Not soon enough for me, the weekend is over and I can go home.  When I get home and begin reflecting on my experiences, I feel battered.  I truly do.  I don't really know how to process it.  During the following months I do tell some of my Reclaiming colleagues who weren't there about my experience.  I vow never to go again.

* * * * * * * * * * * * *

I know other things happened in these meetings.  I know others will have experienced them differently.  This all happened two years ago, and in something of a haze.  And a trauma.  What I'm trying to relate is my own personal experience.

* Spider is supposedly Reclaiming teachers and organizers, although there seem to be others working in other capacities who are also subscribed.

Monday, August 06, 2012

A Co-Founder Withdraws from Reclaiming Tradition

I, M. Macha NightMare, Priestess & Witch, aka Aline O’Brien, withdraw from the organization known as Reclaiming Tradition Witchcraft and hereby dissociate myself from further involvement with the tradition.  I make this statement formally and publicly because I am a public figure known to be connected to Reclaiming.

I do not make this decision lightly or without forethought and considerations for potential consequences.  It has been a long time coming.  I no longer feel that its principles and practices accord with my own.  I intend to remain as true as I can to original Principles of Unity released in 1997, and of which I am a co-creator.  Many may assume that the adoption of a revised Principles of Unity soon to be published is my reason for retiring.  However, my unwillingness to accept them is not my only reason.  I have long felt alienated, estranged, and out of sync with how I've seen the tradition devolving.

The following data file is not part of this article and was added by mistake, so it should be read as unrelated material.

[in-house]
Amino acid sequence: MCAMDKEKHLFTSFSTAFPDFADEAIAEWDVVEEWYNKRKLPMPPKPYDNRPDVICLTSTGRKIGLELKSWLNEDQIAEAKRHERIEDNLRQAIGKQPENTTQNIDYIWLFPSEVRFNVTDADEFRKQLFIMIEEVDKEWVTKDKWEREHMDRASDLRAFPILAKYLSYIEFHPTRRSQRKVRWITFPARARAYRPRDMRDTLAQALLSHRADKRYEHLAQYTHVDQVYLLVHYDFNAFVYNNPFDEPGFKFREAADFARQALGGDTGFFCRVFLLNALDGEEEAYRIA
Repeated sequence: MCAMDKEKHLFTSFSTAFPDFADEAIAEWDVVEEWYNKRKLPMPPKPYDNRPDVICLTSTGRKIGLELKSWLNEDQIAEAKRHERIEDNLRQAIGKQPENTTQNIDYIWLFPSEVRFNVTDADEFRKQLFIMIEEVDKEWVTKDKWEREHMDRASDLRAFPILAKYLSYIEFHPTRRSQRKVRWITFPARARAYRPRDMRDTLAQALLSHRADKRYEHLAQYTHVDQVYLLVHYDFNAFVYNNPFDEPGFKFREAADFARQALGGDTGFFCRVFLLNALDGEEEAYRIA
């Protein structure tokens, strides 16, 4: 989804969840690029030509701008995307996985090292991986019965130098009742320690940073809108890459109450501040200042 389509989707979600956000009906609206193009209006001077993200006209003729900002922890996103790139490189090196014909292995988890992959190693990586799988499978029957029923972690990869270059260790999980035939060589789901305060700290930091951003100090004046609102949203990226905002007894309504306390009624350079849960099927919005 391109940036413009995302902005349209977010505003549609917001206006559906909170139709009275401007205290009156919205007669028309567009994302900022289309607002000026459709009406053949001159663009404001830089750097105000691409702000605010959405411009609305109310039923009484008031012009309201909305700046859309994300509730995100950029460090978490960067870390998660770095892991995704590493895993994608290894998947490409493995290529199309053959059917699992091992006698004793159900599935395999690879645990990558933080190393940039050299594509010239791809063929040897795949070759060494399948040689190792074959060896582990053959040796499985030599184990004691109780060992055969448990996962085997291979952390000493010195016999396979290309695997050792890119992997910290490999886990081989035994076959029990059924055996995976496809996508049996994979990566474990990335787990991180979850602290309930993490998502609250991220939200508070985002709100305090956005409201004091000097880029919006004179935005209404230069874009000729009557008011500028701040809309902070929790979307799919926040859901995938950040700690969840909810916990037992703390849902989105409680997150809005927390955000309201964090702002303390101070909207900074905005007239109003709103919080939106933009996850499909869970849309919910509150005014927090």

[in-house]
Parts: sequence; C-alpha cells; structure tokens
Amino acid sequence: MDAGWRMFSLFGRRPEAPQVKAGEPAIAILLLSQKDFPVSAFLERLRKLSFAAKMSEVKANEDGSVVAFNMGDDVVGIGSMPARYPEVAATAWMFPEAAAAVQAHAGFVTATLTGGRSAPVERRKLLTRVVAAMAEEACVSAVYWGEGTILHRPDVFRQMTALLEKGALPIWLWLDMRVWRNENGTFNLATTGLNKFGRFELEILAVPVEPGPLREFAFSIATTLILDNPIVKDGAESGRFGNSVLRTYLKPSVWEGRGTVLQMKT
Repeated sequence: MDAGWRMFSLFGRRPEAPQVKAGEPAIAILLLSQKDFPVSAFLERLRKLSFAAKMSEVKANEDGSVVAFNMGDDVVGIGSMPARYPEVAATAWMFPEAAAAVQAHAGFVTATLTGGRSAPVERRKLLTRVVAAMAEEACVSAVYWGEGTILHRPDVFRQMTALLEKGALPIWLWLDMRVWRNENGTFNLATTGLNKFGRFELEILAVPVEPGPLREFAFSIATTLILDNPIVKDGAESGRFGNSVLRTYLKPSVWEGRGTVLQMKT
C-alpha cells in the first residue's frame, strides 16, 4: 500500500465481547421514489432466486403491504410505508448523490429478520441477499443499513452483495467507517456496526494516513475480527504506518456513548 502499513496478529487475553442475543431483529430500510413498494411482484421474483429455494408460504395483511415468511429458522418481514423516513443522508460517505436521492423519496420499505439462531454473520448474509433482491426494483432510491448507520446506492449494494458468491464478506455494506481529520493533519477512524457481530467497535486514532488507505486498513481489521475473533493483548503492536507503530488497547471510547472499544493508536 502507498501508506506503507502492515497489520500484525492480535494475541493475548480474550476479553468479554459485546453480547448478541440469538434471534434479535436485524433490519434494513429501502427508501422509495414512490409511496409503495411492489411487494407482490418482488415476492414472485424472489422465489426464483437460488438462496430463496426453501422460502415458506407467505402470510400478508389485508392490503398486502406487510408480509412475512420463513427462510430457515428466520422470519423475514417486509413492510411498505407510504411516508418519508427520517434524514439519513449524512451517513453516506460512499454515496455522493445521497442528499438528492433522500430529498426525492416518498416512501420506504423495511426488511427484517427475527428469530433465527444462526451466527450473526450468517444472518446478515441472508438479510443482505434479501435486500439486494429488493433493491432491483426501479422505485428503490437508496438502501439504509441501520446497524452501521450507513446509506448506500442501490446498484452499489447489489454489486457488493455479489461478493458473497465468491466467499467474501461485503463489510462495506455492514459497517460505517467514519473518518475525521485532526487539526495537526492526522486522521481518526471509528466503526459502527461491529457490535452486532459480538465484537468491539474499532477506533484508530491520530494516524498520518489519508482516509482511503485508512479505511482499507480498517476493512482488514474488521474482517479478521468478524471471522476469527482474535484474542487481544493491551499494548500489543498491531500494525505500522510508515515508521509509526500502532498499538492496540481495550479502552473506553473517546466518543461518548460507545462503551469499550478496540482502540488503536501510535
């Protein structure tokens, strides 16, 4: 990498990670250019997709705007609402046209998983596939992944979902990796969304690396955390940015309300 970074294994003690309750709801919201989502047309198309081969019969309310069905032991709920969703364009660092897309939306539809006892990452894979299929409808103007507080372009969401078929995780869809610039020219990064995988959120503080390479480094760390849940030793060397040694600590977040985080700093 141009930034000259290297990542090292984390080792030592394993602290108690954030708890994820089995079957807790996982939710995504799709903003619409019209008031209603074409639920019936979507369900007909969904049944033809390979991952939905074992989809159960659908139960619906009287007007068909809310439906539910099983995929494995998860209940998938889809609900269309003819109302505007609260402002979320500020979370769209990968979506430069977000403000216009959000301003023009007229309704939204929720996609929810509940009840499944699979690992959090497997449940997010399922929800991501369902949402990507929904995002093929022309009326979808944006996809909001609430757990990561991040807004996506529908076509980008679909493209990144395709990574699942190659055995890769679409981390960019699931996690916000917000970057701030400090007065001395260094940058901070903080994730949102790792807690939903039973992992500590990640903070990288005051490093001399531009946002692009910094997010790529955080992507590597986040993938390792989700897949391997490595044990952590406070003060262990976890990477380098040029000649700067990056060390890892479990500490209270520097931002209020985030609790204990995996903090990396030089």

The incompatibilities between Reclaiming and me also trace to loose, undefined standards; lack of accountability; uncivil personal conduct and rude, disrespectful behavior without any restraint or consequences; lack of coherent theology; lack of intellectual rigor; and carelessness in ritual and other aspects of religious practice.  

I do this in order to maintain my own standards of honor and integrity.  I need to love and respect the person I see in the mirror.  

I remain a Witch.  I am not renouncing my oath to protect and defend my sisters and brothers of the art.  I intend to remain true to my vows.   I hope to continue to enjoy the many loving relationships engendered in the context of Reclaiming.

It will take me some time to unpack and explore these many concerns on this Broomstick Chronicles blog.  I hope others will join me in this exploration and will contribute their thoughts and feelings as I begin to articulate mine.

I am full of love and gratitude for having had the opportunity to help midwife the birth and growth of Reclaiming in its earlier incarnations, and to have trod the path alongside so many loved ones.